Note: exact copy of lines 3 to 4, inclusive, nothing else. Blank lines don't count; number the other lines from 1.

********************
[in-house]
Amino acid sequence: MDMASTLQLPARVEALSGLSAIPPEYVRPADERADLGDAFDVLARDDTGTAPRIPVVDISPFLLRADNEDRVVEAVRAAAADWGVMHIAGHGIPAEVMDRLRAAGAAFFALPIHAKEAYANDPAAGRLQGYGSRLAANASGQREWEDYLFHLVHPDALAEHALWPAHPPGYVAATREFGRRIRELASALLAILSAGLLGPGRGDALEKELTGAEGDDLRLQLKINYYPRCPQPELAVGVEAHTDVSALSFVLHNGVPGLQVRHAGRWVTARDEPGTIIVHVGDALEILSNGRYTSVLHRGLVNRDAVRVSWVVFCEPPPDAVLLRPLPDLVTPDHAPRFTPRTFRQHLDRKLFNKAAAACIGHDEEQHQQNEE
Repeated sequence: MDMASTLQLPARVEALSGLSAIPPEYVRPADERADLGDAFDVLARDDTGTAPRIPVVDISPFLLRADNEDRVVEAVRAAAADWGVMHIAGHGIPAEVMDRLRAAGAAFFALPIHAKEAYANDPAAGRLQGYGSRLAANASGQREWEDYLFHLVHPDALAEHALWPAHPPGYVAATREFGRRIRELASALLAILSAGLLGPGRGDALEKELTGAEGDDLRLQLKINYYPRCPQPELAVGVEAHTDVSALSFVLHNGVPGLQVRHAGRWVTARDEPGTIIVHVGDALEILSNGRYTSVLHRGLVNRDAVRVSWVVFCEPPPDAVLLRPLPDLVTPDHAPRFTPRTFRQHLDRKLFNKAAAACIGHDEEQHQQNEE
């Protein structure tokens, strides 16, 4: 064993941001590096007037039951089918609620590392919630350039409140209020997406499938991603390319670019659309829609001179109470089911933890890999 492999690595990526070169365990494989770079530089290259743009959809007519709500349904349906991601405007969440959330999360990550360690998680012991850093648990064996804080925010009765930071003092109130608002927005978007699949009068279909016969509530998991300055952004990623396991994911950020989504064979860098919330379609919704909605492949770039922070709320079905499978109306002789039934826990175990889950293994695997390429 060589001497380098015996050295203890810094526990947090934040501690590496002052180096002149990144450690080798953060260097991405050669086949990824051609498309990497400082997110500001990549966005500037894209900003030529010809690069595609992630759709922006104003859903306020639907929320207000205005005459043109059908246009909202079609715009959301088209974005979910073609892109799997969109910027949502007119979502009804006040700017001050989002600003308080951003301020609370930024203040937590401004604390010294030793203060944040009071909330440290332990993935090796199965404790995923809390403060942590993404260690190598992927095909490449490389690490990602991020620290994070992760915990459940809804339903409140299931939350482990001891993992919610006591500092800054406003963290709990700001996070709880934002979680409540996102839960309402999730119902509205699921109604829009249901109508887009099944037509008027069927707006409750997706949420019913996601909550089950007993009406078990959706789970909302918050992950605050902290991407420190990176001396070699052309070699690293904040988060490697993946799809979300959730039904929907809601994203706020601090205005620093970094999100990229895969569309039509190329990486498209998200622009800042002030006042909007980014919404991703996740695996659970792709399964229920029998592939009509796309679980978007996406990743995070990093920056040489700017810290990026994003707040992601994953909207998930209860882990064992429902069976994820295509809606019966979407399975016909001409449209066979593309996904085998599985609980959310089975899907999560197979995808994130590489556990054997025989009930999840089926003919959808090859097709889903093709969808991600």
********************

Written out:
Repeated sequence: MDMASTLQLPARVEALSGLSAIPPEYVRPADERADLGDAFDVLARDDTGTAPRIPVVDISPFLLRADNEDRVVEAVRAAAADWGVMHIAGHGIPAEVMDRLRAAGAAFFALPIHAKEAYANDPAAGRLQGYGSRLAANASGQREWEDYLFHLVHPDALAEHALWPAHPPGYVAATREFGRRIRELASALLAILSAGLLGPGRGDALEKELTGAEGDDLRLQLKINYYPRCPQPELAVGVEAHTDVSALSFVLHNGVPGLQVRHAGRWVTARDEPGTIIVHVGDALEILSNGRYTSVLHRGLVNRDAVRVSWVVFCEPPPDAVLLRPLPDLVTPDHAPRFTPRTFRQHLDRKLFNKAAAACIGHDEEQHQQNEE
């Protein structure tokens, strides 16, 4: 064993941001590096007037039951089918609620590392919630350039409140209020997406499938991603390319670019659309829609001179109470089911933890890999 492999690595990526070169365990494989770079530089290259743009959809007519709500349904349906991601405007969440959330999360990550360690998680012991850093648990064996804080925010009765930071003092109130608002927005978007699949009068279909016969509530998991300055952004990623396991994911950020989504064979860098919330379609919704909605492949770039922070709320079905499978109306002789039934826990175990889950293994695997390429 060589001497380098015996050295203890810094526990947090934040501690590496002052180096002149990144450690080798953060260097991405050669086949990824051609498309990497400082997110500001990549966005500037894209900003030529010809690069595609992630759709922006104003859903306020639907929320207000205005005459043109059908246009909202079609715009959301088209974005979910073609892109799997969109910027949502007119979502009804006040700017001050989002600003308080951003301020609370930024203040937590401004604390010294030793203060944040009071909330440290332990993935090796199965404790995923809390403060942590993404260690190598992927095909490449490389690490990602991020620290994070992760915990459940809804339903409140299931939350482990001891993992919610006591500092800054406003963290709990700001996070709880934002979680409540996102839960309402999730119902509205699921109604829009249901109508887009099944037509008027069927707006409750997706949420019913996601909550089950007993009406078990959706789970909302918050992950605050902290991407420190990176001396070699052309070699690293904040988060490697993946799809979300959730039904929907809601994203706020601090205005620093970094999100990229895969569309039509190329990486498209998200622009800042002030006042909007980014919404991703996740695996659970792709399964229920029998592939009509796309679980978007996406990743995070990093920056040489700017810290990026994003707040992601994953909207998930209860882990064992429902069976994820295509809606019966979407399975016909001409449209066979593309996904085998599985609980959310089975899907999560197979995808994130590489556990054997025989009930999840089926003919959808090859097709889903093709969808991600």